Not many people know about the life of one of the most-read authors. In fact, few still could tell who this man was, let alone his own personal accomplishments. Norris, along with his twin brother Ross, wrote a book of facts and statistics that people the world over enjoy reading every year. But, before we talk about his work, let’s talk about…the rest of the story!
On August 12, 1925, Norris and his brother Ross were born in London, England to William Allan and Margaret McWhirter. They’re family history was rich and full of innovation and creativity. William McWhirter, the grandfather, invented the voltameter and the ammeter; Willaim Allan McWhirter was the first Englishman to edit three British newspapers. The twins would go on to set records of their own.
While they served in the British Navy, they were separated for the first time—Norris was assigned a minesweeper position in the Pacific, while Ross was assigned a minesweeper position in the Mediterranean. The only time the two met during the war was when their ships collided in Malta. Once the war was over, the two of them went to Oxford University, both competing on the record-setting relay team at the University. But, records were made to be set and broken.
After the twins graduated, they returned to their parents’ house and continued their close relationship. Both began writing for local newspapers—Ross as a freelance rugby and tennis reporter, and Norris as a general freelance sportswriter for the Star. Both men had a mind for facts and in 1951, the two of them started McWhirter Twins, Ltd., a fact-finding service for newspapers, yearbooks, encyclopedias, etc. Norris was the senior partner.
In 1954, according to popular legend, Sir Hugh Beaver, managing director of Arthur Guinness, Son & Co., Ltd., was out hunting birds. He and a friend began a disagreement about what the fastest game bird was and were disappointed to find no book of records with an answer. To settle the dispute, Beaver hired McWhirter Twins, Ltd., to settle the dispute. He commissioned the brothers to write a book of records that would be used in bars, most likely, to settle heated arguments. He established Guinness Superlatives, Ltd., to publish the book.
The first publishing of the book of superlatives, as it was called, was 198 pages long, completed in 16 weeks at a cost of $35,000. In time for the Christmas rush of 1955, it was an instant success and the 187,000 copies were sold out in no time. The Guinness Book of Superlatives became England’s number one best-seller in the non-fiction category for 1955 within just four months.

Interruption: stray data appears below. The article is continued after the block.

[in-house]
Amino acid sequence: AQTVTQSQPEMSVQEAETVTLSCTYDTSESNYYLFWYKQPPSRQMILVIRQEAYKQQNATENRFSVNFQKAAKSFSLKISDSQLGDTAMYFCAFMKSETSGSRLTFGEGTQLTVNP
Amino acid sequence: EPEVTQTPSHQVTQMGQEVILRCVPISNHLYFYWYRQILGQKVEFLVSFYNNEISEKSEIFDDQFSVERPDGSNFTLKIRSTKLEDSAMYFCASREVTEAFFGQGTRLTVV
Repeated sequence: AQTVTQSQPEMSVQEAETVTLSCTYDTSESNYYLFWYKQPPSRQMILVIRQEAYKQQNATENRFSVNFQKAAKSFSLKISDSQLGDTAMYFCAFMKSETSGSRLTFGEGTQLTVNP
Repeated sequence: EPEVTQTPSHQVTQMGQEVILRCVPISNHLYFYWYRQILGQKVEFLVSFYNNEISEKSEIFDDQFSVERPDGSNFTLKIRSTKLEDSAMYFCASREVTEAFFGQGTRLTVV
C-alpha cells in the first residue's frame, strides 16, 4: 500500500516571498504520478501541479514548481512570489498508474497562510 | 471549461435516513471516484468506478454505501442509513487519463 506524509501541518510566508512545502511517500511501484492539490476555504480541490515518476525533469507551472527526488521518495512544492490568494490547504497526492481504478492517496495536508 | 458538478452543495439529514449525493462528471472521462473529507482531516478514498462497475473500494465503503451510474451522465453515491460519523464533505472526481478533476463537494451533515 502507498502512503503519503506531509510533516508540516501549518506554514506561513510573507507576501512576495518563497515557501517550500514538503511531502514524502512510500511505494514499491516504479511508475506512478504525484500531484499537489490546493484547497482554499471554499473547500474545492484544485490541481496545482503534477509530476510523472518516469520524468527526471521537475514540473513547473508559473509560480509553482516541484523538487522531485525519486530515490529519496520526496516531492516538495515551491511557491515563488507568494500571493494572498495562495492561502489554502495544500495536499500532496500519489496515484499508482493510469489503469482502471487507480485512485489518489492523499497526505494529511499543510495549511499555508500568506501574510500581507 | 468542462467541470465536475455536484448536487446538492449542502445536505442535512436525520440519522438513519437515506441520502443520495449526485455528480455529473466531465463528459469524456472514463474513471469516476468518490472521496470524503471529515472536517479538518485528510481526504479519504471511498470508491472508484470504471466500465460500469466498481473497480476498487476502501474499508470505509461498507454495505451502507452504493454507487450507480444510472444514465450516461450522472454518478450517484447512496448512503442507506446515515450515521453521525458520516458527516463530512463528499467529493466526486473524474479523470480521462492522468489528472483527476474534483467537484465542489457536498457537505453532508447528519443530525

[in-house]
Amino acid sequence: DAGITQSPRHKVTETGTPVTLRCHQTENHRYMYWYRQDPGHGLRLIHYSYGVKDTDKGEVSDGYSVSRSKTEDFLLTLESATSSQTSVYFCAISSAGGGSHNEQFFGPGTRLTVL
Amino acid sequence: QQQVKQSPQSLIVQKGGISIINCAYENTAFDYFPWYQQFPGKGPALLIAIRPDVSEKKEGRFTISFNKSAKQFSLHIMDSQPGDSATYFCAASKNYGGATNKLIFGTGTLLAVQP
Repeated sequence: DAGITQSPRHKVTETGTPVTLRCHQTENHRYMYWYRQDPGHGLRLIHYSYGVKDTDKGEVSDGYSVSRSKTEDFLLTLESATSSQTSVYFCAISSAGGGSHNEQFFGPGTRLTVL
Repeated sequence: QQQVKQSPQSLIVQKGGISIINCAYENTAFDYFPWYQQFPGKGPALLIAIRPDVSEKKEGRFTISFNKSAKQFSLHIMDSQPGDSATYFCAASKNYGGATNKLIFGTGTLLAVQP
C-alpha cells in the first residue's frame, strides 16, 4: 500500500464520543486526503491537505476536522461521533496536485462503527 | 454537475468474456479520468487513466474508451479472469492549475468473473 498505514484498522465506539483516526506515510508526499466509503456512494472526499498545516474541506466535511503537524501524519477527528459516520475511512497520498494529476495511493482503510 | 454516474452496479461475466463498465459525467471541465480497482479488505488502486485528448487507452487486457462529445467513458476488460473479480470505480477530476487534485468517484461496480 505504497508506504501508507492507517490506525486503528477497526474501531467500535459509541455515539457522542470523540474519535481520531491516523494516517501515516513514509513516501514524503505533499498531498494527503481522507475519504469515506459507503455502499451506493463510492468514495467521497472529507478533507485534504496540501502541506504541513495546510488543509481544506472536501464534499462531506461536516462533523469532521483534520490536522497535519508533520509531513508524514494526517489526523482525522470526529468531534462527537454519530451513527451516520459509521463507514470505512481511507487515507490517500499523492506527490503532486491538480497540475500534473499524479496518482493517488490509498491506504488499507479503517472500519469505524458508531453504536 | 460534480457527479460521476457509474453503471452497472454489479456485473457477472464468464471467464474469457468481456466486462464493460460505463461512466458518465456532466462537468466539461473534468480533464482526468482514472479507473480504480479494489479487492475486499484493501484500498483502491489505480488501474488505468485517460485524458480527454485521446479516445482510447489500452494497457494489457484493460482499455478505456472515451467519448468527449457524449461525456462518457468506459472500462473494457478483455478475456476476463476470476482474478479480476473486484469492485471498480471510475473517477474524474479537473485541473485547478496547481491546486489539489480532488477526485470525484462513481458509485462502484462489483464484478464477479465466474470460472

Since 1956, the Guinness Book of Records has been published at regular intervals with even more facts and records. But, it all almost came to an end in 1975. Norris and Ross had become very outspoken political activists over the years. Both had run for Parliament in 1964, but lost the election. Ross’ dislike for the Irish Republican Army terrorists became a cause of sorts. He published a pamphlet called, “How to Beat the Bombers.” Sadly, he could not beat the bombers, for on November 27, 1975, two IRA gunmen shot him on his doorstep in suburban London. Norris was devastated. After long considerations, he chose to continue the publication. He wrote a book about his brother called, Ross: The Story of a Shared Life, and in the preface penned the following words:
This account of my twin brother's life began as a piece of private therapy very soon after his assassination. That it has become a book at all is due to the insistence of friends who were determined that there should be something less remote than an unmarked grave, references in law books and a Memorial Fund.
Norris never forgot his brother—nor did he ever remove Ross’ name from the mailbox for their offices. He continued researching facts and finding the newest records for Guinness Book of World Records until 1985. He did, however, continue his record-finding missions for the 1999 publication, Book of Millennium Records. Norris and Ross were noted for their photographic memories—a record in its own right. Norris, also, never lost his love for sports or his competitive nature. He died of a heart attack following a tennis match on April 19, 2004. He was 78.
For more information, please see the following websites:
Guinness Book of World Records
Guinness Book of Millennium Records